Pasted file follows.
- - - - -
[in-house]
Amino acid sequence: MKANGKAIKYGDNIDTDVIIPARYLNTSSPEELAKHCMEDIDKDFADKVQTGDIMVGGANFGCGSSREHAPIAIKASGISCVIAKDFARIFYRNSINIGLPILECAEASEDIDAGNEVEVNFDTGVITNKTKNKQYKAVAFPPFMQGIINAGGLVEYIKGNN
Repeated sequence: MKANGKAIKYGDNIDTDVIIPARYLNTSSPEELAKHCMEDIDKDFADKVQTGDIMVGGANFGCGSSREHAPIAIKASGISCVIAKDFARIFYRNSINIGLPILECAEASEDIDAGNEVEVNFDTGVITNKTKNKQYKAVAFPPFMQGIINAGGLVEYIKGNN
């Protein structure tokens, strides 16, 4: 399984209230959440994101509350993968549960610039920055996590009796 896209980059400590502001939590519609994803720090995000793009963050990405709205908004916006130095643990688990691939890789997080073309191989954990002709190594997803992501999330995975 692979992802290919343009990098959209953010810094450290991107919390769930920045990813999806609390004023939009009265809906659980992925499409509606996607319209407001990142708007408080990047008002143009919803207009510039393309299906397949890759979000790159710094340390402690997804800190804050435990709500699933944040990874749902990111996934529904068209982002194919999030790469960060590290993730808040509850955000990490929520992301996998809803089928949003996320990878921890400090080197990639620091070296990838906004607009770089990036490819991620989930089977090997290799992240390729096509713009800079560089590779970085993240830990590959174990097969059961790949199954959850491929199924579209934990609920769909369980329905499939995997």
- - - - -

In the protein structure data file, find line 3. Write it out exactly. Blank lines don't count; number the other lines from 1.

Repeated sequence: MKANGKAIKYGDNIDTDVIIPARYLNTSSPEELAKHCMEDIDKDFADKVQTGDIMVGGANFGCGSSREHAPIAIKASGISCVIAKDFARIFYRNSINIGLPILECAEASEDIDAGNEVEVNFDTGVITNKTKNKQYKAVAFPPFMQGIINAGGLVEYIKGNN